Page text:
Ahmad Youssef, a Qamishli-based academic studying economic development financing policies, said that “through sanctions, the US seeks to thwart Russian efforts to end the Syrian crisis according to its own interests, and raises the threat level to the Syrian government and its allies by preventing Western countries from any contribution to reconstruction processes if they do not match the US vision.”
In general, Syria has been subject to US sanctions since 1979, when the US placed it on the list of state sponsors of terrorism “because of its continued support of terrorism and terrorism groups, its pursuit of weapons of mass destruction and missile programs and use of chemical weapons, and its ongoing efforts to undermine U.S. and international stabilization activities in Iraq,” according to the US State Department.
The Iraqi model
Syria is not the first country to be subjected to US economic sanctions as a means of pressure. Iraq suffered 13 years of US sanctions after invading Kuwait under Saddam Hussein’s rule and refusing to withdraw from it in 1990.
However, the political scene in Syria is different from Iraq. The latter possessed energy resources, but it was prevented from exporting and benefiting from them. In Syria, areas where oil wells and other resources abound fall outside the control of the Syrian government, and the government cannot benefit from them without reaching a political solution with the Autonomous Administration that controls most of the energy and agricultural resources.
The results of the blockade imposed on Iraq were disastrous, as it suffered politically and economically from severe isolation from most countries, leading it to become one of the most devastated countries in the region. Its infrastructure, including factories, refineries, power and water stations, was destroyed, which returned it to the pre-industrial era, according to former US Secretary of State James Baker.
These sanctions included a complete trade embargo, destroyed the country’s economy, lowered the level of healthcare and education, and caused food and drug shortages.
In April 1995, the Security Council issued a resolution that included the oil-for-food program, which Saddam Hussein initially rejected and approved after a year. Iraq was able to export part of the oil stock in exchange for importing food, where the import limit did not exceed more than two billion dollars, and under strong oversight and supervision by the UN.
Work on this program officially ended on November 22nd, 2003, 7 months after the fall of Saddam Hussein’s rule, but the results of the sanctions continued for years, especially sanctions that covered the oil sector.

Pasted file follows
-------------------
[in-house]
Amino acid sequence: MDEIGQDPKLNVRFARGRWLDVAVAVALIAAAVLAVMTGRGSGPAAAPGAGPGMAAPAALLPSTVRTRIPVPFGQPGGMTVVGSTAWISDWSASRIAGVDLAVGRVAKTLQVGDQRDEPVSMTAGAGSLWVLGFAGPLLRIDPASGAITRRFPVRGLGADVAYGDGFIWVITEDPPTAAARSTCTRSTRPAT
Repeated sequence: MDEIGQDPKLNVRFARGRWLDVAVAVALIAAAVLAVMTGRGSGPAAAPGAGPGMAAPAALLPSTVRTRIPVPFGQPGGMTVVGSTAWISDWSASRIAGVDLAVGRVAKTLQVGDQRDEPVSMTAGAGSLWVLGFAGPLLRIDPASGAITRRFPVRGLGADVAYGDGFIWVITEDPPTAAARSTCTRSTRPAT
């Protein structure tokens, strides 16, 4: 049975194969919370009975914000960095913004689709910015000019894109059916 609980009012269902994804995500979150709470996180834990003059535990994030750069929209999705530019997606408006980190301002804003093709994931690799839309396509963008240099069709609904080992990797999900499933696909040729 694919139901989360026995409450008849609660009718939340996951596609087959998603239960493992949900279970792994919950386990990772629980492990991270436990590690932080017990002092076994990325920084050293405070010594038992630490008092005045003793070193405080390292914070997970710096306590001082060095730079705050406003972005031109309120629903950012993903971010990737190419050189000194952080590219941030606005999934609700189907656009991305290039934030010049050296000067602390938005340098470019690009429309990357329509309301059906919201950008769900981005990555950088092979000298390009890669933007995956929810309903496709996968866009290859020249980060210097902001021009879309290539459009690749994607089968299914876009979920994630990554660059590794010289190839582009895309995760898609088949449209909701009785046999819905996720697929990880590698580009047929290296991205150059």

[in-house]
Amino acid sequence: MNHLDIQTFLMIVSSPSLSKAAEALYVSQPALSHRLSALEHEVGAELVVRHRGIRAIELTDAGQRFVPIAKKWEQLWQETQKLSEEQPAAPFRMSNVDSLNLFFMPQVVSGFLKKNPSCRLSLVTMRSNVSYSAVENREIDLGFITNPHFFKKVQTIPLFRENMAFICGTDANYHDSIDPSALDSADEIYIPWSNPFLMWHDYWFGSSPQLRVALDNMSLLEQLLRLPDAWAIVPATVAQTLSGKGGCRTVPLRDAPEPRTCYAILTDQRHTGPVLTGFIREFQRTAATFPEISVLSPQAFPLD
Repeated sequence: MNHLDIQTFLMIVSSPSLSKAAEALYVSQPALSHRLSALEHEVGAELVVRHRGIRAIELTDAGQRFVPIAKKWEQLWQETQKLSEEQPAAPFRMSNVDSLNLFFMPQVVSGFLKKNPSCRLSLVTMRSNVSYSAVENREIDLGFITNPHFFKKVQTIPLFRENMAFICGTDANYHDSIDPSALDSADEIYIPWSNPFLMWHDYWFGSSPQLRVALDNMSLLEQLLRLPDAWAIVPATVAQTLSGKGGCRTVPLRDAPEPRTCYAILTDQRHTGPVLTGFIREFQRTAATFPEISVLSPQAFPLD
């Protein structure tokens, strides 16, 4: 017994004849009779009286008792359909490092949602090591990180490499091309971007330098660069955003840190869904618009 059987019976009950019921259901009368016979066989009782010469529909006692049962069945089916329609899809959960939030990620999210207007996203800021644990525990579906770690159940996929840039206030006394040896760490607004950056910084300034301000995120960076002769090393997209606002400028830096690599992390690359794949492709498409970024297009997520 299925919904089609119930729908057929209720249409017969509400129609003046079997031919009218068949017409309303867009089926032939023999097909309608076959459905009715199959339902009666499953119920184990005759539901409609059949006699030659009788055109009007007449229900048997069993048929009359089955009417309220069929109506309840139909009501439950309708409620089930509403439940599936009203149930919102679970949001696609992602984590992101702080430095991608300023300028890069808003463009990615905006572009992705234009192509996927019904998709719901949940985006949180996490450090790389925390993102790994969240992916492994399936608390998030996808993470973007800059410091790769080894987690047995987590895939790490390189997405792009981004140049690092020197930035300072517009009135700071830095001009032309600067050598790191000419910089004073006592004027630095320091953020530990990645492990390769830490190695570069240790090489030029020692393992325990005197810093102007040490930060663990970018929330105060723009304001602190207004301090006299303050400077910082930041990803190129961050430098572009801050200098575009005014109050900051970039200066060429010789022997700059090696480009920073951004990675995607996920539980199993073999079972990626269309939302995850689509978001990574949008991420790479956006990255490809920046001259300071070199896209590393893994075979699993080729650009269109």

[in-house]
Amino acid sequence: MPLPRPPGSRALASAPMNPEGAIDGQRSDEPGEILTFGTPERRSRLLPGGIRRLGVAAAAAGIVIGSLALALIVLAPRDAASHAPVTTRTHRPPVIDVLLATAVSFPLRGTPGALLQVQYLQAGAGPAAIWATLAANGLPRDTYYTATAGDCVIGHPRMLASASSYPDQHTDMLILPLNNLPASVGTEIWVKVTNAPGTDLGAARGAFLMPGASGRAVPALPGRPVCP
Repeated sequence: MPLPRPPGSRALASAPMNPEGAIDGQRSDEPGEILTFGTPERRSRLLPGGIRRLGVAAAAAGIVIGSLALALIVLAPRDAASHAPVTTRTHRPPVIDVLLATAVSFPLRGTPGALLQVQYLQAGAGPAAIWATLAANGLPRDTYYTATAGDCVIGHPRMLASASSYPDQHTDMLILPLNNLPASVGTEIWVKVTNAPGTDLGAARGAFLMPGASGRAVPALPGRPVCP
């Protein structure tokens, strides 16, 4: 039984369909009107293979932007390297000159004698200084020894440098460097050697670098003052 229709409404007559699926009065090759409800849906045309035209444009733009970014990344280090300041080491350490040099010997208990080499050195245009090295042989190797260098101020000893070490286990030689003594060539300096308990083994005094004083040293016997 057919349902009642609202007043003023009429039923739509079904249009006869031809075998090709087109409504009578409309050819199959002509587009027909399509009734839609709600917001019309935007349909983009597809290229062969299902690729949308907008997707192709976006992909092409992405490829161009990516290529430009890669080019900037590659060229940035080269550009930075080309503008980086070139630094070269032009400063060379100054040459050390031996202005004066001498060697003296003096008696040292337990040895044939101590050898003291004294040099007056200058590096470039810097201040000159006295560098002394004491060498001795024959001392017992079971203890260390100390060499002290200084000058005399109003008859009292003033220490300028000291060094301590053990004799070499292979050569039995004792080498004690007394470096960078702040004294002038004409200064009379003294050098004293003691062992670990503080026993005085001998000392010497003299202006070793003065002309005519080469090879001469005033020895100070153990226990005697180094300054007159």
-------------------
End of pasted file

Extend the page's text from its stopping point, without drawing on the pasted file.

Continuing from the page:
According to human rights reports, the result of years of famine and the embargo imposed on Iraq resulted in a disruption in the structure of Iraqi society. The Iraqi government suffered from its inability to secure government jobs, especially in the industrial sectors that were suspended as a result of the blockade, and nearly two-thirds of the workforce was demobilized. This contributed to the increase in unemployment rates and the destruction of family life as a result of high crime rates, social violence, corruption, suicide, theft, and smuggling, according to various reports.
The factories and commercial projects started to close, leaving people without work. Government employees remained in their jobs, but inflation undermined their salaries. University professors and academic staff abandoned their jobs to sell cigarettes on the streets, drive taxis, or fish for a living.
The crime and prostitution rate increased so dramatically that the government imposed the death penalty for some prohibited professions such as pimping, prostitution, and theft.
Ahed al-Hindi believes that sanctions were never a means to reach a comprehensive solution. “There are several examples of this, for example, Saddam Hussein’s regime did not fall until after a military strike, and not with sanctions. The US sanctions led to famines and shortages of food and money in many areas, with no commercial relations for countries, and led to greater wealth for the ruling class in Iraq,” he added.
Return to Autonomous Administration areas
The spheres of influence in Syria are divided into three areas: the areas of the Syrian government, supported by Russia and Iran, the Autonomous Administration areas supported by the US-led Global Coalition, and the Syrian opposition areas supported by Turkey.
Autonomous Administration areas and areas with US presence are among the most vulnerable areas affected by the sanctions as a result of the massive destruction of infrastructure due to the war against ISIS, the recent displacement of the residents of Sere Kaniye (Ras al-Ain) and Tel Abyad (Gre - Spi), the presence of more than 17 IDP camps, among them two camps housing ISIS families, and the presence of a number of prisons and ISIS detention centers that place an additional burden on the Autonomous Administration.
Northeastern Syria lacks official border crossings, and the UN closed the only official Tel Kochar (al-Yaroubiya) crossing, despite an appeal by the Autonomous Administration to reopen it. The Semalka crossing with the Kurdistan Regional Government of Iraq is informal and not fully equipped for import and export.
Qamishli market during curfew (Muhammad Habash)